Based on her best-selling novel of the same name, writer/director Adriana Trigiani brings the story of a coal mining town nestled in the Appalachian Mountains of Virginia to vivid life. It’s 1978 and the ever-ordinary Ave Maria Mulligan (Ashley Judd) lives a simple life, Ave Maria lives with her mother, runs the pharmacy, directs The Trail of the Lonesome Pine Outdoor Drama, and hopes that Theodore Tipton, her best friend and the high school band director will take their platonic friendship in a romantic direction. Ave Maria waits, and before she knows it, she turns 40. Now the old maid of Big Stone Gap, Ave Maria decides that happiness is for other people – that is, until a long-buried
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Mary Roberts's father has died, leaving the deed of a gold mine to the innocent young Southern belle (played by Rosina Lawrence), who is working as a skivvy in Mickey Finn's Palace, a raucous saloon bar in Brushwood Gulch. Stan and Ollie have been charged with delivering this precious document to her. They are readily gulled into giving it to Lola Marcel (Sharon Lynne), a hard, bottle-blonde vaudeville singer pretending to be Mary. Realising their mistake, they set about – calamitously, of course – getting it back.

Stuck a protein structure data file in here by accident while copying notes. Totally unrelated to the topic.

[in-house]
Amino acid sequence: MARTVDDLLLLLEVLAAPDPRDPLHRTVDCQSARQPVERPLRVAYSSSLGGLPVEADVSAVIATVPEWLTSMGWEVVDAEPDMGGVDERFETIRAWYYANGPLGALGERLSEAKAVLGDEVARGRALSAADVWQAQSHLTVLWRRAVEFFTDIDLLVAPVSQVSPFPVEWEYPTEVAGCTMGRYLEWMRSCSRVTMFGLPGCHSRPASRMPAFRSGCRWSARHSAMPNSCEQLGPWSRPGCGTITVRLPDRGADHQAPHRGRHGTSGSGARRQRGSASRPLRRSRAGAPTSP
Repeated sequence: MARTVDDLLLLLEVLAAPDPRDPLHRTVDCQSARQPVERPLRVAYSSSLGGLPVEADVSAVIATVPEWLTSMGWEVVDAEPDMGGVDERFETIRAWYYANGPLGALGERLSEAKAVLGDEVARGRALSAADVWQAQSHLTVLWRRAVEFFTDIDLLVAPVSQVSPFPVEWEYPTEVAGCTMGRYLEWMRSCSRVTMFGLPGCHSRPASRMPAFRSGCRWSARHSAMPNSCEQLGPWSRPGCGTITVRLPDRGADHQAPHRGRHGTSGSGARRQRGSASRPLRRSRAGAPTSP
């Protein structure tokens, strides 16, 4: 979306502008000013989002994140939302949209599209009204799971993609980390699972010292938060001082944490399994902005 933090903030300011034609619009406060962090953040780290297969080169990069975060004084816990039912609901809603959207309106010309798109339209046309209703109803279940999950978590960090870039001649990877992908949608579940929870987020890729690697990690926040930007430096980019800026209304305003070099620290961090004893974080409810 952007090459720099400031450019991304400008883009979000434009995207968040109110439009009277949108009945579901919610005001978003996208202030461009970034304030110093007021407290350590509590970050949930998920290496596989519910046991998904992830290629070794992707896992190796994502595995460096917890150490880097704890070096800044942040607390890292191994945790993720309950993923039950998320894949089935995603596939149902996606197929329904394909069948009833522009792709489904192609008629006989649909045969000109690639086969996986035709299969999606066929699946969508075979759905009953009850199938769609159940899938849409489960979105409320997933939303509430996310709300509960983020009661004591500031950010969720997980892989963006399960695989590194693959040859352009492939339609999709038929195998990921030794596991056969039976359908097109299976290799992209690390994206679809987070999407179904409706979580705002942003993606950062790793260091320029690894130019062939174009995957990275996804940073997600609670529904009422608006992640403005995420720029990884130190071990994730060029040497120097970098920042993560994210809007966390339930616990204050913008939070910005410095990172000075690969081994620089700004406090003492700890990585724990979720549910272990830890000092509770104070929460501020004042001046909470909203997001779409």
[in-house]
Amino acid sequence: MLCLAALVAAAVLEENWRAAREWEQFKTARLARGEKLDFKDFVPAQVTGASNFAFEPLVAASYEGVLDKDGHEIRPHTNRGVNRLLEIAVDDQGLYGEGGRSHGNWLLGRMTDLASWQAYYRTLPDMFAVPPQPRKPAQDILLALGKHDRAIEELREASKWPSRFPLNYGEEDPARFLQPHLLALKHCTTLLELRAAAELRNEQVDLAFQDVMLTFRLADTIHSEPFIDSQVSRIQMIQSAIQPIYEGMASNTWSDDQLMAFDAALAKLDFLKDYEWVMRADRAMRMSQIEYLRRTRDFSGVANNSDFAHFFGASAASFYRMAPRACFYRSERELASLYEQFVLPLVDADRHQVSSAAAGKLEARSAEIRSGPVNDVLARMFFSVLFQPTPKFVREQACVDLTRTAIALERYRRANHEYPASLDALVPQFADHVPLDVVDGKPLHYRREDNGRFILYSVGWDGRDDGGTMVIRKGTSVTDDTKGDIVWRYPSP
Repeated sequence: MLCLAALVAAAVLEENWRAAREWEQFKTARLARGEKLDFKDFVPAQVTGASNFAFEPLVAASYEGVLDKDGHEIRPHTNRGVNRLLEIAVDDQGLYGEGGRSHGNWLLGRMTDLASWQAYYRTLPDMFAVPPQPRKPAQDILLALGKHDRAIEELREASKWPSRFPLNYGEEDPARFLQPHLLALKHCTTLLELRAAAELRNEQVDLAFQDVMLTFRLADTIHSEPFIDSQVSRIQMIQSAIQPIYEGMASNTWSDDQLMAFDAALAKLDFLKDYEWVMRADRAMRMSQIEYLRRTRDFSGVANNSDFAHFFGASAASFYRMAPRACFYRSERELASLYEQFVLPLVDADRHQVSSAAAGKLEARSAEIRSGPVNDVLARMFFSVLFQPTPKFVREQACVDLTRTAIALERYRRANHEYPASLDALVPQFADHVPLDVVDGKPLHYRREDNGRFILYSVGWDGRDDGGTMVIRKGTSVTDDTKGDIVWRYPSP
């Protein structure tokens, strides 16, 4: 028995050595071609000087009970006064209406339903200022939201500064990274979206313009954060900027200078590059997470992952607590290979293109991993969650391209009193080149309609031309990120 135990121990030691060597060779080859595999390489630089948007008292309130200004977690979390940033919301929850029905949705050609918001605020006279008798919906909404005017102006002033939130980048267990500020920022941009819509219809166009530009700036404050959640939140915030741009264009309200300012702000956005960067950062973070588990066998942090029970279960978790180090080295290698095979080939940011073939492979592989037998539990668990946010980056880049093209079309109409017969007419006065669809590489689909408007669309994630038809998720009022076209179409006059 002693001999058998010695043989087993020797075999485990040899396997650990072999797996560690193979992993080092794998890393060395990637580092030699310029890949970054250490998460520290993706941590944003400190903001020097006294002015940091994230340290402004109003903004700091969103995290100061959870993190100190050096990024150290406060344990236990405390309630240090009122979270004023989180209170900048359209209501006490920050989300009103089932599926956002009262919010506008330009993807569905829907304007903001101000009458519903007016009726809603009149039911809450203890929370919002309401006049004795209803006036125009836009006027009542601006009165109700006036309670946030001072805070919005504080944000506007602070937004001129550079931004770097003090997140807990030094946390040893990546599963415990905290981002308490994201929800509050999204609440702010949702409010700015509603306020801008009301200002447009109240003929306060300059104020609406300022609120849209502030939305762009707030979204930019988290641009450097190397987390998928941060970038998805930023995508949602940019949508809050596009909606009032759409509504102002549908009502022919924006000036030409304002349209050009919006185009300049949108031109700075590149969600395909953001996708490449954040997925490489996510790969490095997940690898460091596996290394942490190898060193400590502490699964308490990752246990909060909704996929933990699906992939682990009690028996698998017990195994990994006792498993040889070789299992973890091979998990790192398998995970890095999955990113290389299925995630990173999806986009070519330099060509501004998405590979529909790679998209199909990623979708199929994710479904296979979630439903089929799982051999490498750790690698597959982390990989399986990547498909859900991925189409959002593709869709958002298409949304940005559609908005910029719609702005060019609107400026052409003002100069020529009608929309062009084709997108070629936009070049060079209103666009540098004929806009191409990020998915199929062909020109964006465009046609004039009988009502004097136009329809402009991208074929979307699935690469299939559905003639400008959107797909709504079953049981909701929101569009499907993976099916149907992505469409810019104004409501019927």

Not much of a plot, I suppose, but enough to spin Way Out West into an hour-long feature film I have watched time and again.
Do The Right Thing: 20th Anniversary Edition (Universal) Spike Lee’s groundbreaking fable about race relations in an ethnically mixed Brooklyn neighborhood during a sweltering New York summer remains as potent, timely and prescient as it was in 1989. Lee is among the cast, which also includes John Turturro, Danny Aiello, Samuel L. Jackson, Ossie Davis, Ruby Dee, and Rosie Perez (to name a few), that provide the tableaux-like framework for this stunning work. Criminally ignored by Oscar (it wasn't even nominated for Best Picture, but did garner nods for Supporting Actor Danny Aiello and Lee’s screenplay), it endures as a timeless classic. Also available on Blu-ray disc. Bonuses: Commentary by Lee, Ernest Dickerson, Wynn Thomas, Joie Lee; Documentary; Deleted and extended scenes; Featurettes. Widescreen. Dolby and DTS 5.1 surround.
Coraline (Universal) A young girl moves into an old Victorian house with her parents
The jury was still out on Technicolor's improved three-strip process -- the independently made "Becky Sharp" and "The Dancing Pirate" were flops -- when Paramount released the first major studio feature, and the first shot outdoors, in January 1936.
Where the first two features were shot under rigorously controlled conditions on soundstages,
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